Replacing a Starter

I just paid $300 to replace a starter in my 2001 Honda Accord, is this a fair price?

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A remanufactured OEM starter for a 2001 Accord LX goes for about $230 at www.HondaAutomotiveParts.com . The latter's part prices are usually better than the dealer's. $70 more for installation sounds very fair.

Accord, is this a fair

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wrote

The question remains whether the starter actually needed replacement or just new solenoid contacts and plunger.It cost me $30 for new contacts and plunger for my 94 GSR's starter,but getting the starter out to work on was a trial,that lower bolt was frozen tight,not much room for a breaker bar.Took me 3 hours total.
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Jim Yanik
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for
latter's
more
replacement or

new contacts and

out to work on was

a breaker

Yes, I saw your other post. (I generally don't respond if I agree with subsequent posts or feel the post is offering a differing opinion, but one with merit. I post enough here at certain times, and I'm only an amateur.)
Yours is certainly a fair and very important point, and should I have starter problems, I'll check and do what you advised.
This reminds me of alternator replacements at dealers. I posted some about this recently, based on my own experiences (where I was likely taken for a ride). How often do dealer shops just replace the brushes on alternators, especially given that this is likely the #1 cause of an alternator failing?
Dealer shops seem to take a shotgun approach. Sometimes maybe that's a good idea to prevent comebacks (as well as make more money). But it sounds like that's particularly inappropriate for starters having mere bad solenoids. What you say sounds reasonable to me, and it's very specific, so I defer to your experience.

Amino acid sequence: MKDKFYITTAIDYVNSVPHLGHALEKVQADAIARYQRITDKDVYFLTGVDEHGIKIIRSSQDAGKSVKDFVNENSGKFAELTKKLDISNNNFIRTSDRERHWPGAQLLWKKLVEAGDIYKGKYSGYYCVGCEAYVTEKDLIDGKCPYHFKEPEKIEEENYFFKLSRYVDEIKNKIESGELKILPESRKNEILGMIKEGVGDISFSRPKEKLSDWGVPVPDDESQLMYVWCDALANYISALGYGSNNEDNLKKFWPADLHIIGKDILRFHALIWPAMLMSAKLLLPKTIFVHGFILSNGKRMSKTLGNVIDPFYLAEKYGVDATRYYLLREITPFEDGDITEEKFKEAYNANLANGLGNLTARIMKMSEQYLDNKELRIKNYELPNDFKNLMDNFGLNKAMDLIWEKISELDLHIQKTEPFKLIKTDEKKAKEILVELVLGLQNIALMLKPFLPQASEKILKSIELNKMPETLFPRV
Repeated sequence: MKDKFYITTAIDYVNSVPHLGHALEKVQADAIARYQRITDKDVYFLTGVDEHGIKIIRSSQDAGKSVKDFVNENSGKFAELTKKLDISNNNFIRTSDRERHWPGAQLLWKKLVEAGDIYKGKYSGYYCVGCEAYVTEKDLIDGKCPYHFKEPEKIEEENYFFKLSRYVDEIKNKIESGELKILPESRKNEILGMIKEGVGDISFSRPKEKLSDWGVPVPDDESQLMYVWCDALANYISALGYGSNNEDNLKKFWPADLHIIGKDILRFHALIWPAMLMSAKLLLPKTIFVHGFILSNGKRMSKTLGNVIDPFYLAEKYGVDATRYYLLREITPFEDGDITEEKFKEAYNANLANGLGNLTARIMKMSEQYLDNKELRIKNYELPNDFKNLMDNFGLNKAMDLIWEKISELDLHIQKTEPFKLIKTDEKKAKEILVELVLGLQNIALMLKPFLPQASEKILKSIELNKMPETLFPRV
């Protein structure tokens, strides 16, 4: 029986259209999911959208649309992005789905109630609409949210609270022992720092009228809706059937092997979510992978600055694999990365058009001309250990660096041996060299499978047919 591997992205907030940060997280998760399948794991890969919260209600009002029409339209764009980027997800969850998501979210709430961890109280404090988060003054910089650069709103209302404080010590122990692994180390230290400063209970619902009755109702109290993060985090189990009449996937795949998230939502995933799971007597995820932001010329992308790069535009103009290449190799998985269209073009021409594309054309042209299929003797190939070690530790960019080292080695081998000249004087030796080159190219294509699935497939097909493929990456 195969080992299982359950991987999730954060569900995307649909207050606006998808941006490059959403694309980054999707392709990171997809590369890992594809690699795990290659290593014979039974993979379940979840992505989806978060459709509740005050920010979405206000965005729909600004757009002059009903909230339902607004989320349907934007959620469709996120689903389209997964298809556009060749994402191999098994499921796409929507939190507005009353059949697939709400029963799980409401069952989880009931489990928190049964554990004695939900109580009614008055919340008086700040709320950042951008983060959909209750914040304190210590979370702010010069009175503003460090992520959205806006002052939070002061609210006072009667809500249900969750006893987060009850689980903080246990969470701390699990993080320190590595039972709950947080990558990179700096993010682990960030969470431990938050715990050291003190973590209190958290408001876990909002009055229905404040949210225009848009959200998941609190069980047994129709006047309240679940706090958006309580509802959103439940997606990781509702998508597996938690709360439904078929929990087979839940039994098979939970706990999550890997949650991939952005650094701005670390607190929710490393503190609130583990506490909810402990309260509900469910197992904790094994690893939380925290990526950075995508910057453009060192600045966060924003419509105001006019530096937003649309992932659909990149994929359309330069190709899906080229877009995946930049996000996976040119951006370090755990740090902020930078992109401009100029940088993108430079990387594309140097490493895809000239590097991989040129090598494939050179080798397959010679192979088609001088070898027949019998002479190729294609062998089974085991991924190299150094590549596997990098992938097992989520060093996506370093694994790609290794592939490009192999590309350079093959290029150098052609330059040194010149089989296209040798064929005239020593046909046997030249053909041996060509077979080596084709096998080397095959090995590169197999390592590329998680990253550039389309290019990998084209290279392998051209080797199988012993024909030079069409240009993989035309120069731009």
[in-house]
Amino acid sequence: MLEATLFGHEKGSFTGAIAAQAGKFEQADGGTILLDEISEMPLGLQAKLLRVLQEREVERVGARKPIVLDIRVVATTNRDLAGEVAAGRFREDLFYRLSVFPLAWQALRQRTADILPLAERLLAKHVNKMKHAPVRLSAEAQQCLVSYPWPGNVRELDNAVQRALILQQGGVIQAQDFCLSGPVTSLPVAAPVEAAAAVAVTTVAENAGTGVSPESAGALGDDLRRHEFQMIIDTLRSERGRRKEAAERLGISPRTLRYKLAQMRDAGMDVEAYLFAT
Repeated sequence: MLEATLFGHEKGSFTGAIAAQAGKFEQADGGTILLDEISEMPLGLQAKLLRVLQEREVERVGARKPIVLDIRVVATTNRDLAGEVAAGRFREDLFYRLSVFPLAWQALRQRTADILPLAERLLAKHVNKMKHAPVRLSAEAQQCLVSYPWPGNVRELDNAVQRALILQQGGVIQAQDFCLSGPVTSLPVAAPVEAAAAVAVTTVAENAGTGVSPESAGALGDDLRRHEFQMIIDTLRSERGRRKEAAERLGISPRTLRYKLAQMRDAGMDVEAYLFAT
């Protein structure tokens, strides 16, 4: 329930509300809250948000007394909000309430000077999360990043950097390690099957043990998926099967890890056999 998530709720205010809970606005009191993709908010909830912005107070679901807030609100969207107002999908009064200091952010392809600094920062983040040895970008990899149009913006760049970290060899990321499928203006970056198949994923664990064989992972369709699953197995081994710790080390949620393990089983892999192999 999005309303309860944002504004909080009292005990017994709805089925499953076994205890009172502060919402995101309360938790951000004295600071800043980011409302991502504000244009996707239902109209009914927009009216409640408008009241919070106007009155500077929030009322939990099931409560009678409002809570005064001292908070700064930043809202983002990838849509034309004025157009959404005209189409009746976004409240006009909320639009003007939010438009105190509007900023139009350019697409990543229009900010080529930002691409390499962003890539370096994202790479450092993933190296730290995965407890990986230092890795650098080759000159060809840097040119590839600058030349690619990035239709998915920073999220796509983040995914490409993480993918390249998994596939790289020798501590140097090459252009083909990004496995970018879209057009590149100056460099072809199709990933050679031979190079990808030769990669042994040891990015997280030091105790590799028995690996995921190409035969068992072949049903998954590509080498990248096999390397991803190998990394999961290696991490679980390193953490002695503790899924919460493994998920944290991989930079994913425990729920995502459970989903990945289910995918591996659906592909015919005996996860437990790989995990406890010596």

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I think it is part of the realities of doing business. I almost always have a shot at repairing things like brushes because it makes good economic sense to me. But if I took the car into a shop where they replaced the brushes and the alternator or starter (or whatever) failed again, I'd expect the shop to make good on it. So the alternatives from the shop's perspective are to re-use a major component that is known to be old and to make a pittance on parts, or to put in a new part while making a decent mark-up. Which to choose....
Mike
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as
What
so
almost always have

good economic sense

replaced the brushes and

expect the shop to

perspective are to

make a pittance on

mark-up. Which to

I agree and was trying to convey similar above when I mentioned 'avoiding comebacks.' Plus in the same vein, the time it takes a dealer technician to diagnose exactly what is wrong with a certain component may cost just about the same as slapping a whole new component into place.
There is a saying among industrial (that is, hands on and not necessarily college degreed) engineers who work with apprentices: Engineers replace; apprentices (= young folks in training) always want to repair. The engineers know the sure fix lies in replacement.
I'm sure this will vary depending on the part. Maybe dealers are particularly ripping people off with starters by not just replacing the solenoid yada. OTOH, if a person knows enough to say the starter just needs a new solenoid yada, then maybe s/he shouldn't be taking it to the dealer in the first place but instead doing it him/herself.
I was never annoyed when I learned that I got a whole new alternator several years ago at a dealer then more recently learned it probably only needed new brushes and/or maybe new bearings. They fixed the problem and thoroughly (presuming I did get a thoroughly remanned or brand new alternator). I didn't know how to. Even if I had a manual back then and knew about this newsgroup, I didn't have time to monkey with it, being employed full-time. I got expertise and should have to pay for it.
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wrote

It also depends on how accessible the component is;like the alternators on Honda/Acura,they are a bitch to access,require major disassembly,and there's much to go wrong with them;diodes,bearings,brushes,worn contact rings. But for the starters,there's not really much to go wear out on them,they are only used for starting,not continuous like an alternator. Prices for some of these rebuilt components are IMO,out of line,too.
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Jim Yanik
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IMO,no. Considering that the starter solenoid contacts were probably the real problem,and when I replaced them in my 94 Integra GSR,new contacts and plunger only cost me $30 from an Internet company specializing in starter repairs.
Getting the lower bolt of the starter broken loose was a real bitch. Replacing the worn contacts was easy.
--
Jim Yanik
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